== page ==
Jump to content


Photo

Blastfire Help

UPDATE: Need some help.

23 replies to this topic

#1 Glint

Glint

    Member

  • Members
  • 315 posts
  • Location:London, Ontario

Posted 04 May 2009 - 04:56 PM

Alright, so I recently picked up a Blastfire at a local thrift store (lucky, lucky me) and PETG barreled it. I'm just having a bit of trouble putting it back together properly.

Posted Image


I'm having the trouble with this lil' thing right here:

Posted Image
Posted Image


I don't know where/how to place it on the rod. Here's a sketch:

Posted Image
Blue = little ridge inside. It's not hollow.


I've tried a couple things and none seem to really work well. Here's the closest thing and what I think it should be like:

Posted Image
Red = torsion spring


But the problem with that it that the spring doesn't have anything to push/rest against, so it just goes up and down with the little tooth orange thing unless I hold it up against the top of the shell (which ) can't do when it's closed).

So could someone please show/tell me how this is supposed to be?


UPDATE:

After taking a glance down the plunger tube I found this:

Posted Image
Posted Image

I don't know if you can see that, but there's a little rubber nipple-type thing at the end of the plunger tube that seems to have ripped off a little at the end. I don't know if that's a problem or not. It seems like it pushes down the OPRV when you fully push the pump down (which I haven't plugged). It still feels like it's working somewhat, but when I pump the gun with the white tooth-like piece extended (with the insides only, not put together) it doesn't actually pumped. This had happened a bit before I had opened it up and it was stock, but I had it working fine and shooting before I opened it up. now it's just as if the white piece isn't extended out and it's just letting the air pump through everything (for those of you who knows how a Blastfire works)

Is this a problem, or should I just leave it? Also, why wouldn't the pump be properly working even when the white piece is extended?

Edited by Glint, 04 May 2009 - 06:25 PM.

  • 0
QUOTE

This has spiraled beyond uselessness into utterly stupidy.
- VACC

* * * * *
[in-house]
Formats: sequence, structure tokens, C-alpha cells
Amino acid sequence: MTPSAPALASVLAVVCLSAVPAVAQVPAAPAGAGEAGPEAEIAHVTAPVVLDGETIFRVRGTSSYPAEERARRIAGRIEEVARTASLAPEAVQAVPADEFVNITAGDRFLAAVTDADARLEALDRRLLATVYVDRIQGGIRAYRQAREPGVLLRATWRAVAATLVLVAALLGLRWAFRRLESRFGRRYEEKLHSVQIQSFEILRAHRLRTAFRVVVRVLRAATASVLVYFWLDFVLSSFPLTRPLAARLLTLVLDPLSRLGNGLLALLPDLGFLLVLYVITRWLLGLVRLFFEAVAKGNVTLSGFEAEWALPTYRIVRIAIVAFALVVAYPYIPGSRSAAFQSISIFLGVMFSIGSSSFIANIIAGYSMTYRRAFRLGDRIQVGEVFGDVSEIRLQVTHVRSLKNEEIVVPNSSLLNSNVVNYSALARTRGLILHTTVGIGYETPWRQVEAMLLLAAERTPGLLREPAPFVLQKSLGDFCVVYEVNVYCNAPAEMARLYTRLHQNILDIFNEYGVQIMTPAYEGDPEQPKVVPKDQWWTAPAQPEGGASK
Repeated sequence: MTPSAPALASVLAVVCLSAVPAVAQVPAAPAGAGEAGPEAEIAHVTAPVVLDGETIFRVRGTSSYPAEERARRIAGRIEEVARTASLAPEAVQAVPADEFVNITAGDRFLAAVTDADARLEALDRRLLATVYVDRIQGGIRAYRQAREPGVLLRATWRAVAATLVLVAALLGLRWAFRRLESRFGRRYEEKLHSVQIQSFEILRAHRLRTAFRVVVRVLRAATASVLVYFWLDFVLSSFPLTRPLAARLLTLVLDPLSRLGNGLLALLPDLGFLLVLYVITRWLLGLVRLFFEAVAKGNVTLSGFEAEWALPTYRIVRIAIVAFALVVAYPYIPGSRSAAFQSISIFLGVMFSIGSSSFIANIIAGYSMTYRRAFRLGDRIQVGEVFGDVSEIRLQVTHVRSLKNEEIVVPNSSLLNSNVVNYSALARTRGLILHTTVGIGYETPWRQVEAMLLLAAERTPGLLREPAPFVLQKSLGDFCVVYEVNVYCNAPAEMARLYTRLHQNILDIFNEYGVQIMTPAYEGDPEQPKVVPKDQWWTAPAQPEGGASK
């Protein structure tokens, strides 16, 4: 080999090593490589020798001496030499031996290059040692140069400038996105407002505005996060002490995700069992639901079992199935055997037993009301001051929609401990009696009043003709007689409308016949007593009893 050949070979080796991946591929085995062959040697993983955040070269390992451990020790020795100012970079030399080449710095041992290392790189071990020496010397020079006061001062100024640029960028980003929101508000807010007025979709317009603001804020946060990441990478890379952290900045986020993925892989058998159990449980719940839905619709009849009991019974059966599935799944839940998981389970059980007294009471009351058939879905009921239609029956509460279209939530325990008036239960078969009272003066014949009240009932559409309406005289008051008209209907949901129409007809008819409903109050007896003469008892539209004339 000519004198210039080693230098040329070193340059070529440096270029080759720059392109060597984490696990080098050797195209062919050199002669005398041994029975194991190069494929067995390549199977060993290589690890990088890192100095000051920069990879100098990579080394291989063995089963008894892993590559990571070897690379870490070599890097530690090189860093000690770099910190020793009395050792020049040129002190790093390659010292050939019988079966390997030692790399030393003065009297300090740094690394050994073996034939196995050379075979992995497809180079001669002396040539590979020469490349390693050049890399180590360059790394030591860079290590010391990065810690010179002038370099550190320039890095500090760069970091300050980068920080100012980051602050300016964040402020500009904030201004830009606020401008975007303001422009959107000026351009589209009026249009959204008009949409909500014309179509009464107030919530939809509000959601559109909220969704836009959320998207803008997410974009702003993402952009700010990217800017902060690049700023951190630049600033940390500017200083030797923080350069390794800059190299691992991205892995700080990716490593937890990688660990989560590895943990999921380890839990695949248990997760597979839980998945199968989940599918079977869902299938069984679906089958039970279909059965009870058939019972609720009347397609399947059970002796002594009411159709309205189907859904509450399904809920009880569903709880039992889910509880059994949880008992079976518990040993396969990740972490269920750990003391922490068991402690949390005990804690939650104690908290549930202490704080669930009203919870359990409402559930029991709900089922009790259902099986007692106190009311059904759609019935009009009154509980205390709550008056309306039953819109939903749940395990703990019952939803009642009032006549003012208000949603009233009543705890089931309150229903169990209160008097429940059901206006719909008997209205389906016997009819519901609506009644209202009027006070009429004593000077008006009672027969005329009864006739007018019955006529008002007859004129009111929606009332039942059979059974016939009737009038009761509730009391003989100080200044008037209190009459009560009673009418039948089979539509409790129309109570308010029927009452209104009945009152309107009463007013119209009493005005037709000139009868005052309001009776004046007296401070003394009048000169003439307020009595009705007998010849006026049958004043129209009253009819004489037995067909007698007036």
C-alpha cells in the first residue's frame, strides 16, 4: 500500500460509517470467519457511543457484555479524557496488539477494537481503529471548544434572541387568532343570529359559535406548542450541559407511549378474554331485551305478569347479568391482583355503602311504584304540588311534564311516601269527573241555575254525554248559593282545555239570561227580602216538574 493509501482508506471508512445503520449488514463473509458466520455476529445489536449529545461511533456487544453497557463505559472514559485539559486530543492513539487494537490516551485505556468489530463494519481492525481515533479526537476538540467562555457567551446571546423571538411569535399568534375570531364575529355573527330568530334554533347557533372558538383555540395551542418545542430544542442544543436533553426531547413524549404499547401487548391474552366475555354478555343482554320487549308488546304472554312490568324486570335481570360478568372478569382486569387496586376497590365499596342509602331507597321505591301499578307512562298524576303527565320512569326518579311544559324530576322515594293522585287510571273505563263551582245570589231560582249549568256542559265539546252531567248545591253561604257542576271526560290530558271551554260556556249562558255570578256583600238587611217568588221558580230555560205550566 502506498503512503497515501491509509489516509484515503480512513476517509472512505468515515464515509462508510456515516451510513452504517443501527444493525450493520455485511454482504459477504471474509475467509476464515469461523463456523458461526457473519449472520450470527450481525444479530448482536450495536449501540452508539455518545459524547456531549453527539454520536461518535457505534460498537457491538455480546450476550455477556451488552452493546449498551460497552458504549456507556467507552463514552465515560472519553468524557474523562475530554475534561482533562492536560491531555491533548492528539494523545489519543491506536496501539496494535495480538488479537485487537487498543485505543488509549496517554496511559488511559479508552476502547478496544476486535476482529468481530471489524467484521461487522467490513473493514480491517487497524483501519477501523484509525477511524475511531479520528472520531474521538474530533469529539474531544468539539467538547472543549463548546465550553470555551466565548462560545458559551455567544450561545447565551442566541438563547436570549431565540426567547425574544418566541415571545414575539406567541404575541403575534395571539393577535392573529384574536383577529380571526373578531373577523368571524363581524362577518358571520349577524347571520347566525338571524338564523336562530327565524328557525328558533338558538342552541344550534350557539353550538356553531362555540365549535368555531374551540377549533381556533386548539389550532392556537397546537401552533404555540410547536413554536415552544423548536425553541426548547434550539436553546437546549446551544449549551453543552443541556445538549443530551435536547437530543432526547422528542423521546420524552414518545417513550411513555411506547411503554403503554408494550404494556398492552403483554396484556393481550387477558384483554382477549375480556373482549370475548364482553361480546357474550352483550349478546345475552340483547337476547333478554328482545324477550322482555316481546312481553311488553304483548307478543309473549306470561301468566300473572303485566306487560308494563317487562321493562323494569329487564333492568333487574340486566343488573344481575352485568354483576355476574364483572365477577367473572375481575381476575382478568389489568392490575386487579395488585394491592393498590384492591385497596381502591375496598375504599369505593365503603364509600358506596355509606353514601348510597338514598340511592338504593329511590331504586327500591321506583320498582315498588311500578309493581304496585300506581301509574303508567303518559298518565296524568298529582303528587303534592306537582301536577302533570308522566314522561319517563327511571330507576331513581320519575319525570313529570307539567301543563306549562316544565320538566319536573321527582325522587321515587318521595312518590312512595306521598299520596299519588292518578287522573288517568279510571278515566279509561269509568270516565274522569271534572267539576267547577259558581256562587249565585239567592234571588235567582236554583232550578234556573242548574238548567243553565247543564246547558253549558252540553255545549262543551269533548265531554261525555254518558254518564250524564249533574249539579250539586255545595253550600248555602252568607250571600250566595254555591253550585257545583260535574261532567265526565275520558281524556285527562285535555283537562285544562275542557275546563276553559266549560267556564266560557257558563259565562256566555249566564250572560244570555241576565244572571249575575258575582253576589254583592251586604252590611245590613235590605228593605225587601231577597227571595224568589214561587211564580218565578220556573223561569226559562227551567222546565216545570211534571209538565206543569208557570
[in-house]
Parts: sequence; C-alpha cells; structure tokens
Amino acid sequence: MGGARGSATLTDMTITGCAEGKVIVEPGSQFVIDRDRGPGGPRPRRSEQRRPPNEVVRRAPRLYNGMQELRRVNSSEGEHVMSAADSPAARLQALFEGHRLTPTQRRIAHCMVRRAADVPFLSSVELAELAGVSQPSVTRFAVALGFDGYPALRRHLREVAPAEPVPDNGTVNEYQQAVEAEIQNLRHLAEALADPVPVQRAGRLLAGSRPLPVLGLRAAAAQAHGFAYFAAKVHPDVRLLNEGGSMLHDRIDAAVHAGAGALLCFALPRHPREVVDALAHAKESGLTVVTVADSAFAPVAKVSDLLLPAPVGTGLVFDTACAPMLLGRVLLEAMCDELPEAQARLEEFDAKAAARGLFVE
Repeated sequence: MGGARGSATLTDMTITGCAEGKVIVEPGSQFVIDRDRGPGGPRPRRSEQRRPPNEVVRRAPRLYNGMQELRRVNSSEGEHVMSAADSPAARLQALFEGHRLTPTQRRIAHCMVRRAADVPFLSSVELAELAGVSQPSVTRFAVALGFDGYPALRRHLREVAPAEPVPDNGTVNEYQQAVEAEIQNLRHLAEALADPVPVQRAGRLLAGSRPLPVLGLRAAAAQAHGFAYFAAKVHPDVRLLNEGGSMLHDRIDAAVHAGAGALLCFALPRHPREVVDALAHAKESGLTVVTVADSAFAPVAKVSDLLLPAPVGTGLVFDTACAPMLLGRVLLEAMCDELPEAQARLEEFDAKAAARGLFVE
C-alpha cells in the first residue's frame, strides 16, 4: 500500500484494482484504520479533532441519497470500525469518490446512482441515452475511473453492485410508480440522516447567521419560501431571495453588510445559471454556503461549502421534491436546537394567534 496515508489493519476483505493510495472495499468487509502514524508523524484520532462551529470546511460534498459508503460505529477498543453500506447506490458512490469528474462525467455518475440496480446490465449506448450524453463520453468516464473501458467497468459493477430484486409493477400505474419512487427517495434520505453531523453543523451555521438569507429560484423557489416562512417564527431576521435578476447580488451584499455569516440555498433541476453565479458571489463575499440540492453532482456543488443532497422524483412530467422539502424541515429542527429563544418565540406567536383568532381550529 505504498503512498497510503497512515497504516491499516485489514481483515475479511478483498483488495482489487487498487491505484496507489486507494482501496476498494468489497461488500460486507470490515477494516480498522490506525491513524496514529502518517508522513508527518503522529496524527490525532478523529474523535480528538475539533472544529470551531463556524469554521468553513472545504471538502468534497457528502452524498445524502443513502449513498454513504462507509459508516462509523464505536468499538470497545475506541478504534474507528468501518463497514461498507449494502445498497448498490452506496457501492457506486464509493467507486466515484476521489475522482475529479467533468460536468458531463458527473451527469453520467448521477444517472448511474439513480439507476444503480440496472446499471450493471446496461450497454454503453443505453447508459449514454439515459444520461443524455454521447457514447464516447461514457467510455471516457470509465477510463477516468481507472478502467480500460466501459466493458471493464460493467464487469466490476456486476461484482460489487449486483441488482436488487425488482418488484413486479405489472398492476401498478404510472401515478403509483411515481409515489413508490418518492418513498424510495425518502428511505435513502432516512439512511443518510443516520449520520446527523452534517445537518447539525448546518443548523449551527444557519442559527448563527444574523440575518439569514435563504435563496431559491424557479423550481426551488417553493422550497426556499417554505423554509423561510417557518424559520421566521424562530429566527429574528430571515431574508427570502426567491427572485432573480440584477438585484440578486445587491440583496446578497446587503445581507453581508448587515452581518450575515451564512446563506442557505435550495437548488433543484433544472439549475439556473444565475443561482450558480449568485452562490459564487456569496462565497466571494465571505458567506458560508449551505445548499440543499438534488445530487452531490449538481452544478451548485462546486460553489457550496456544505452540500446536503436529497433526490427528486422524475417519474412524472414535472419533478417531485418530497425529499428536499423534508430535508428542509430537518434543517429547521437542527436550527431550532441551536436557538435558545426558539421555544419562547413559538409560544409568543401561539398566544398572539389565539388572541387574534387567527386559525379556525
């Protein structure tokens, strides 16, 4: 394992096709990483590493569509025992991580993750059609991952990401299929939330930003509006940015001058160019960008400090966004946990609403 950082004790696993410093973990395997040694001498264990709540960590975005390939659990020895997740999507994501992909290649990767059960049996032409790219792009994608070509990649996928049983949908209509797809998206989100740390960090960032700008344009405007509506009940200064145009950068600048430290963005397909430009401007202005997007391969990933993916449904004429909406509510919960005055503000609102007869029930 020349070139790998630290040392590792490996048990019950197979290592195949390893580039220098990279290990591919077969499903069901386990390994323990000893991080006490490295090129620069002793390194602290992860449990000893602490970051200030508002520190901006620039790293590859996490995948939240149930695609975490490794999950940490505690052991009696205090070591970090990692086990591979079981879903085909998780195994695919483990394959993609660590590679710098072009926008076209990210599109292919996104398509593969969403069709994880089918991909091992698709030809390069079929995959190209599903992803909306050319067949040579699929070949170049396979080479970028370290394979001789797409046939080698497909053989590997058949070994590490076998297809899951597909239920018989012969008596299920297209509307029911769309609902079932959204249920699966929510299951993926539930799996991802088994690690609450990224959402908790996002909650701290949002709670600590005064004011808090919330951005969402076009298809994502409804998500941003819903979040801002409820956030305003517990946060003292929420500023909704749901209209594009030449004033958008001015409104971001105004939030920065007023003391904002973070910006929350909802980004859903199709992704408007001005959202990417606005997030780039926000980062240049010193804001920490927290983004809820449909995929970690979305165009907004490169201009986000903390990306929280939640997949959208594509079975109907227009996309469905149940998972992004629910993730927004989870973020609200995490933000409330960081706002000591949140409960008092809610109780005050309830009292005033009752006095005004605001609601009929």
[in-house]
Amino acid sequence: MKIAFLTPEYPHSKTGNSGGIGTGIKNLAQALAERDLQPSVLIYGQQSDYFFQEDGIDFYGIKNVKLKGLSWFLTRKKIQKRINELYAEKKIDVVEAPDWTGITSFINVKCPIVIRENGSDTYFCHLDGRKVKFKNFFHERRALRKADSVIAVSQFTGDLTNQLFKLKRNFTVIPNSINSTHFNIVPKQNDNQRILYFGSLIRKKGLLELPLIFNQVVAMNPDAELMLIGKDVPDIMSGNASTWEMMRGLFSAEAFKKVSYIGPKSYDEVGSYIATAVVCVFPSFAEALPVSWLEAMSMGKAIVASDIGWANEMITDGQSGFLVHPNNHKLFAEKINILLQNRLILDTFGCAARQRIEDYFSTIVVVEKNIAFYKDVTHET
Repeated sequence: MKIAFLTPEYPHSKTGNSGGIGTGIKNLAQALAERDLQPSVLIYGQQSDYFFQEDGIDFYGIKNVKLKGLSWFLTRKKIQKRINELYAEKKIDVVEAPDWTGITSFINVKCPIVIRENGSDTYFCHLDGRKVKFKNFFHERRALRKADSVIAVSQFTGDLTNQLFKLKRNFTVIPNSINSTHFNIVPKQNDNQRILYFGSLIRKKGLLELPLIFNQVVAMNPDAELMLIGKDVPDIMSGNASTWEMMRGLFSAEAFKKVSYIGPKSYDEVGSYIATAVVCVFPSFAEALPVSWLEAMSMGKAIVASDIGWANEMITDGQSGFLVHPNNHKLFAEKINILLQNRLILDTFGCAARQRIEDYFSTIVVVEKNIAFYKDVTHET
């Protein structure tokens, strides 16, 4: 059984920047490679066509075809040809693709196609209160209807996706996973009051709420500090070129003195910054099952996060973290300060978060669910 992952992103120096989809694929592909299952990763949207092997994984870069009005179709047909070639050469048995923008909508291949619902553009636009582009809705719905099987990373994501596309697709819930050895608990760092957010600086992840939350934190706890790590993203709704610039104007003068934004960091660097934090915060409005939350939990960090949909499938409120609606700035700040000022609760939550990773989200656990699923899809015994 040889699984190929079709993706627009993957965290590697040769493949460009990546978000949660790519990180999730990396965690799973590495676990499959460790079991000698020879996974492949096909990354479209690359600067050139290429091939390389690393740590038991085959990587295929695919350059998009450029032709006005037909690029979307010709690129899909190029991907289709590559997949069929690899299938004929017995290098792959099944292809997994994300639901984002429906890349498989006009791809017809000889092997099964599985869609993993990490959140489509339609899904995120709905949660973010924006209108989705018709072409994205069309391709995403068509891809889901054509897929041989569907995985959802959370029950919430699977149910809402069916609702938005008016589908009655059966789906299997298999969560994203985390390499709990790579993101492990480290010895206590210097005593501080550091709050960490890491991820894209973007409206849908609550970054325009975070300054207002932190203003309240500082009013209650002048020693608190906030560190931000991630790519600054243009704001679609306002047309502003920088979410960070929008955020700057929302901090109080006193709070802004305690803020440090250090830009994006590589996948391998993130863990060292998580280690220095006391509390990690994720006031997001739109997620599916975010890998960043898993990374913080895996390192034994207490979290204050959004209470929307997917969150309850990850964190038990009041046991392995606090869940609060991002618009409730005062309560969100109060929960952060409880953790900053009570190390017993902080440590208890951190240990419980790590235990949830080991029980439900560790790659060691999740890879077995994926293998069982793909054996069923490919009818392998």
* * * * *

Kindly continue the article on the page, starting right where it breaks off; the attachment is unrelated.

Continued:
Read it again until you figure it out.

#2 CaptainSlug

CaptainSlug

    Resident Mad Scientist

  • Administrators
  • 4,761 posts

Posted 04 May 2009 - 06:46 PM

You need to flip the torsion spring 180 degrees so it pushes on the slide. The tooth needs to be forced to rotate clockwise, not counter-clockwise.

Edited by CaptainSlug, 04 May 2009 - 06:47 PM.

  • 0
The little critters of nature, they don't know that they're ugly. That's very funny, a fly marrying a bumble bee. I told you I'd shoot, but you didn't believe me. Why didn't you believe me?

#3 Glint

Glint

    Member

  • Members
  • 315 posts
  • Location:London, Ontario

Posted 04 May 2009 - 06:59 PM

Ah. So like this?:

Posted Image
Posted Image
  • 0
QUOTE

This has spiraled beyond uselessness into utterly stupidy.
- VACC
Read it again until you figure it out.

#4 CaptainSlug

CaptainSlug

    Resident Mad Scientist

  • Administrators
  • 4,761 posts

Posted 04 May 2009 - 07:16 PM

Like this, torsioned to force the tooth into the white rod.
Posted Image

Edited by CaptainSlug, 04 May 2009 - 07:16 PM.

  • 0
The little critters of nature, they don't know that they're ugly. That's very funny, a fly marrying a bumble bee. I told you I'd shoot, but you didn't believe me. Why didn't you believe me?

#5 Glint

Glint

    Member

  • Members
  • 315 posts
  • Location:London, Ontario

Posted 04 May 2009 - 07:54 PM

Ah, alright; thanks Slug. Never woulda guessed that.

Anyone have any ideas on my pump problem?
  • 0
QUOTE

This has spiraled beyond uselessness into utterly stupidy.
- VACC
Read it again until you figure it out.

#6 CaptainSlug

CaptainSlug

    Resident Mad Scientist

  • Administrators
  • 4,761 posts